Not sure if I agree. They mention that Joshua and Faniel talked adopting Daniel. If that happens, everything is kaput for Forbes. He needs to kill Daniel before he is adopted by Joshua.
Excellent points Stephen!
And on top of that, Stephen, Nathan has become a complete bore. He’s gone way over the top in villainy. I just roll my eyes, and I don’t believe the heights of his evil. Would play better if there was something hanging over his head, like he owes huge amounts of money, making him desperate. His wanting to kill Daniel doesn’t make any sense.
“There is no logical reason for him to kill Daniel, who is no threat to him. Millicent is insane, and he can lock her away Rochester-style and return to living as a bachelor while controlling Daniel’s money.” Your rational analysis of a more logical course for Nathan is certainly apt, but there is at least on scintilla of logic in his desire to kill Daniel. He wants to do because Daniel said he was going to ask Naomi and Joshua to adopt him–which is exactly what happens! (Well, Joshua adopts him because Naomi is dead.) I guess he figured if Daniel were gone, the money would revert to Millicent and thus to him. But, again, as you say, that’s not particularly well thought-out either.
‘YOU BUNGLING FOOL’ is something only Barnabas could get away with saying and then only to Willy. Hearing Nathan saying this sounds very artificial and out of character. Nathan and Noah are definitely one of the worst ‘teams’ on the show. Somehow hearing that Peter has a plan sounds worse than hearing that Barnabas has a plan.
And yet Vicki assures Daniel that Peter won’t get caught because he is smart!
“‘YOU BUNGLING FOOL’ is something only Barnabas could get away with saying and then only to Willy.” I’ll also allow Jason McGuire to say it to Willie and Count Petofi to Aristede.
Barnabas`plans while never good, and often resulting in someone’s death, are actually successful in keeping him alive through centuries, his secret mostly safe( hence death blips) and keep the
storymoving. The only successful plan Peter could possibly have would be to run into the nearest acting class.
Re: a good plan for Peter: Or get out of acting altogether. Wait. I think he did go into real estate. A very shrewd move career-wise.
Another continuity glitch in the reshot/repeated opening scene–Daniel pushes the door shut after he enters the secret room (because I presume it wasn’t working right!).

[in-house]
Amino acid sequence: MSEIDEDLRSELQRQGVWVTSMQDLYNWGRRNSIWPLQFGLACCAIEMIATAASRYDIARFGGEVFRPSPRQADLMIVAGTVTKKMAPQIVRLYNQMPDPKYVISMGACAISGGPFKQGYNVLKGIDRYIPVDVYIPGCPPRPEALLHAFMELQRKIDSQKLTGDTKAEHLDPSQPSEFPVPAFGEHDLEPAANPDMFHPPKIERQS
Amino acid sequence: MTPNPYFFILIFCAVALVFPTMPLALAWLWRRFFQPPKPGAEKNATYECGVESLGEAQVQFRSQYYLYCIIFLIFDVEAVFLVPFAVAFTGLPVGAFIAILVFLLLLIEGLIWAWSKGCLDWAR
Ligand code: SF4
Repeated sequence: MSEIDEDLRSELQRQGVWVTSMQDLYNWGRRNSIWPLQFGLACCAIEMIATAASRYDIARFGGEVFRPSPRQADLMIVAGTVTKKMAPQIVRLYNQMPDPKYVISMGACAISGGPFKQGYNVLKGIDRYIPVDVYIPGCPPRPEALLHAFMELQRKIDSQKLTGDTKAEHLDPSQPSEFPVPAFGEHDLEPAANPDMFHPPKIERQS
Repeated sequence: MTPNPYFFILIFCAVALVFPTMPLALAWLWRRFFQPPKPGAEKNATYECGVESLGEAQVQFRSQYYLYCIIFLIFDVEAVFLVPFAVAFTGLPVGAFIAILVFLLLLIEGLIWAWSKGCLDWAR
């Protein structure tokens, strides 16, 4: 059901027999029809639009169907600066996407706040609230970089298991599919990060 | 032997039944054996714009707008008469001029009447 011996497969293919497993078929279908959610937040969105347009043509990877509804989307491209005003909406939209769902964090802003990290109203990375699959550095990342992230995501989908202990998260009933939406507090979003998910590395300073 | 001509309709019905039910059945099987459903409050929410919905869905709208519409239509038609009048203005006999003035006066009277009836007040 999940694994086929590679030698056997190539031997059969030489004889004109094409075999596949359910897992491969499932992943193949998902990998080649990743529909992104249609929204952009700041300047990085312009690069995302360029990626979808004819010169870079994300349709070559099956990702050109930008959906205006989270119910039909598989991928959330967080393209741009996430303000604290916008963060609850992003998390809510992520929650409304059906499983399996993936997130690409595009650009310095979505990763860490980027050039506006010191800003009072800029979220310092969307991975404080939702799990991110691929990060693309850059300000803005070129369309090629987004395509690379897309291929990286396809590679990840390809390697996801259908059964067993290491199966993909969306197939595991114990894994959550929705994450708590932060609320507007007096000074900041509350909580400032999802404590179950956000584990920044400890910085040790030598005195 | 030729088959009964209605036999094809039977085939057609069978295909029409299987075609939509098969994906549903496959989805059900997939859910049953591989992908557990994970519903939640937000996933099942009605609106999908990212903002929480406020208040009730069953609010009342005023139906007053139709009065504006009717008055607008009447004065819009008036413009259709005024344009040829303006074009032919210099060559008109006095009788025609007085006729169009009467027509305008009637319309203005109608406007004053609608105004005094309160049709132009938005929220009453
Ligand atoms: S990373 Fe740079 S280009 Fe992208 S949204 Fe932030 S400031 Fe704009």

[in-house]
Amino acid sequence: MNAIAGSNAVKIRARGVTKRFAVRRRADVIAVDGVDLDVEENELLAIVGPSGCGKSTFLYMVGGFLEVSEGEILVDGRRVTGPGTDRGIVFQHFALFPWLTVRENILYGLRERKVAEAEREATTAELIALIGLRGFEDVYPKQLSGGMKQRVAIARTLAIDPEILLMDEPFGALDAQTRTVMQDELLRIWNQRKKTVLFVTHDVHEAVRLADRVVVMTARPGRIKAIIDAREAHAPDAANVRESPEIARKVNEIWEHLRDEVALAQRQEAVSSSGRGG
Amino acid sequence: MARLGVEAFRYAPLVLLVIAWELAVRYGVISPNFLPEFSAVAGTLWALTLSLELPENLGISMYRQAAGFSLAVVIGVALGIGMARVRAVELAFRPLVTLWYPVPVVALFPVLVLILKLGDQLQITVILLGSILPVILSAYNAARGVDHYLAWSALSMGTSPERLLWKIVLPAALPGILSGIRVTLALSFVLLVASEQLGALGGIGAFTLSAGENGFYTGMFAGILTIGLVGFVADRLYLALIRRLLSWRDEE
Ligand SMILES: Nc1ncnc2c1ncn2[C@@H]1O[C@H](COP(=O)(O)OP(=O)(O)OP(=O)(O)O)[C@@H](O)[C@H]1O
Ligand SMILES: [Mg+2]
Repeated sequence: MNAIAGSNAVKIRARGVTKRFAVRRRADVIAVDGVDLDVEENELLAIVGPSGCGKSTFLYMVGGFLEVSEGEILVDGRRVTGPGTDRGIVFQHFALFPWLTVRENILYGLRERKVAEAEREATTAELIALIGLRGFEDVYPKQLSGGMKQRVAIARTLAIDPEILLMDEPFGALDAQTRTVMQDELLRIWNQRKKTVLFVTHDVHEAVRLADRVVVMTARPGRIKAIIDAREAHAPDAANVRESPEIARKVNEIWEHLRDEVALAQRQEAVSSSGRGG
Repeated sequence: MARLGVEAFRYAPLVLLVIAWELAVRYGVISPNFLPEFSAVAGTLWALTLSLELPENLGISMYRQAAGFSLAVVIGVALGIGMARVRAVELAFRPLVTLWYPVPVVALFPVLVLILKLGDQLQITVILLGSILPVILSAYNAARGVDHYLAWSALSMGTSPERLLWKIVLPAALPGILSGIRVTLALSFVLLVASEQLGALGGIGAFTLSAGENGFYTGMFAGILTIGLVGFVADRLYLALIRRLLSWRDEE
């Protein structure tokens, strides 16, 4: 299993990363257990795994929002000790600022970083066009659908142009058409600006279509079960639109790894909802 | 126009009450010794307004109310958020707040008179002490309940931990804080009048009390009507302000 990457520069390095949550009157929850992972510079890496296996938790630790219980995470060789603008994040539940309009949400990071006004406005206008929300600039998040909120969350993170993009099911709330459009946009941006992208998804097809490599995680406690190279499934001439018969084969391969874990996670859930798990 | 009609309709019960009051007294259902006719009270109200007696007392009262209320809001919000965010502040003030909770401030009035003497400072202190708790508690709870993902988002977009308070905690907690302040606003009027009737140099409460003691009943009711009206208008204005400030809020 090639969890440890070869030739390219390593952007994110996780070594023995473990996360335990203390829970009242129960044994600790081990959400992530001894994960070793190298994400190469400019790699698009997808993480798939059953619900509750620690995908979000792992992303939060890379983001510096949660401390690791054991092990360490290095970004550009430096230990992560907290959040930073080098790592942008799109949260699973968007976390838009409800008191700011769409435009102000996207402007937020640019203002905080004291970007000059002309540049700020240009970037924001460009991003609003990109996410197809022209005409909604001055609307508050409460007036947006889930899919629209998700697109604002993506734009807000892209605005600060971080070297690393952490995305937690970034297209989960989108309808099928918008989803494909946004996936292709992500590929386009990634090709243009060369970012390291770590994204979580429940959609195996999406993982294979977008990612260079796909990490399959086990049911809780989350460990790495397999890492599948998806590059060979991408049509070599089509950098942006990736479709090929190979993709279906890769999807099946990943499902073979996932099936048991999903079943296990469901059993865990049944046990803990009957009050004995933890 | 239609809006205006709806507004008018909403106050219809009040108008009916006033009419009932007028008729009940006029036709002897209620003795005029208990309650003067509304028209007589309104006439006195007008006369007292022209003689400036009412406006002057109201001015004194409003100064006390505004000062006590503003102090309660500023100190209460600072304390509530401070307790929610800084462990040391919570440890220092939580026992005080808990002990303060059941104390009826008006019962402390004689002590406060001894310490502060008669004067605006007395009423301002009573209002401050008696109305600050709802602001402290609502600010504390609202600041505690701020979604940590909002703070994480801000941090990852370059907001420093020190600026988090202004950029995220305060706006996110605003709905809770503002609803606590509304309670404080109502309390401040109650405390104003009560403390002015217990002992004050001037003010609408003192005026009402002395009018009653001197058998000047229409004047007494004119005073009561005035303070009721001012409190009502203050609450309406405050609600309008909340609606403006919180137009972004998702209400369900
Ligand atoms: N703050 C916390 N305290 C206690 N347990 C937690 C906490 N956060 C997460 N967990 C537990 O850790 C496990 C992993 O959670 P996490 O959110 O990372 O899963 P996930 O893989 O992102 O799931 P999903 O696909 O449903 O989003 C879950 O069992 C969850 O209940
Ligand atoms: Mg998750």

Noticed the door thing… Henesy says they’ve got to hurry and close the secret room door and then pushes it as Alexandra says something like “that is as fast as it closes.” I think they were both ad libbing and doing a good job of it because the door wasn’t closing
Also, I notice in most secret room episodes the brick that hides the automatic door close switch appears to weigh a ton, but Alexandra slides it like the styrofoam block it is.
Not only does Noah suddenly have a hat on, it’s a fetching machine-knitted one. I don’t think even know if knitting was invented by then, let alone knitting machines! Come to think of it, he has a lovely matching machine-knitted sweater on. But if I’m going to start worrying about that, I would have to start worrying about all the zippers on the backs of dresses and the visible machine stitching you can often see on jacket lapels and such. Let’s not even go there…
In his first episode, he’s wearing that weird machine-knitted pseudo-beanie, and a T-shirt. Noah ‘s obviously another time-traveller…
I’m just excited someone has on a hat!! I’ve held my tongue about the zippers….I just have to ignore them….
Given her relationship with David, it’s kind of odd seeing Daniel so fond of Vicki. I mean, it’s kind of odd seeing anyone being fond of Vicki, but this one especially…
This might only interest obsessive-compulsives like me, but I have been noticing the little shifts in the opening narration, in reference to Vicki as “one girl/and/or/woman sent on an uncertain and frightening journey into the past.”
I compared the teasers for each episode from 435 to 455 – 21 episodes – and concluded that the switch back and forth between referring to Vicki as a “girl” now and a “woman” then, has little to no rhyme or reason.
I looked at who the writer, director and narrator was on each episode. The only consistent thing is that when the writer is Gordon Russell, it is always either “one woman” or else “Victoria Winters” is named, which happens twice when Russell was the writer during the two weeks that I looked at.
In every other case, no matter who the director, writer or narrator is, sometimes it is “girl,” sometimes it is “woman” and three times it is “Victoria Winters.”
One time, when Ron Sproat is the writer, the teaser has “Victoria Winters,” but goes on to refer vaguely to a “girl,” which seems to refer to Millicent.
So maybe this was a Gordon Russell thing that got into the boilerplate but nobody but him was consistent about it.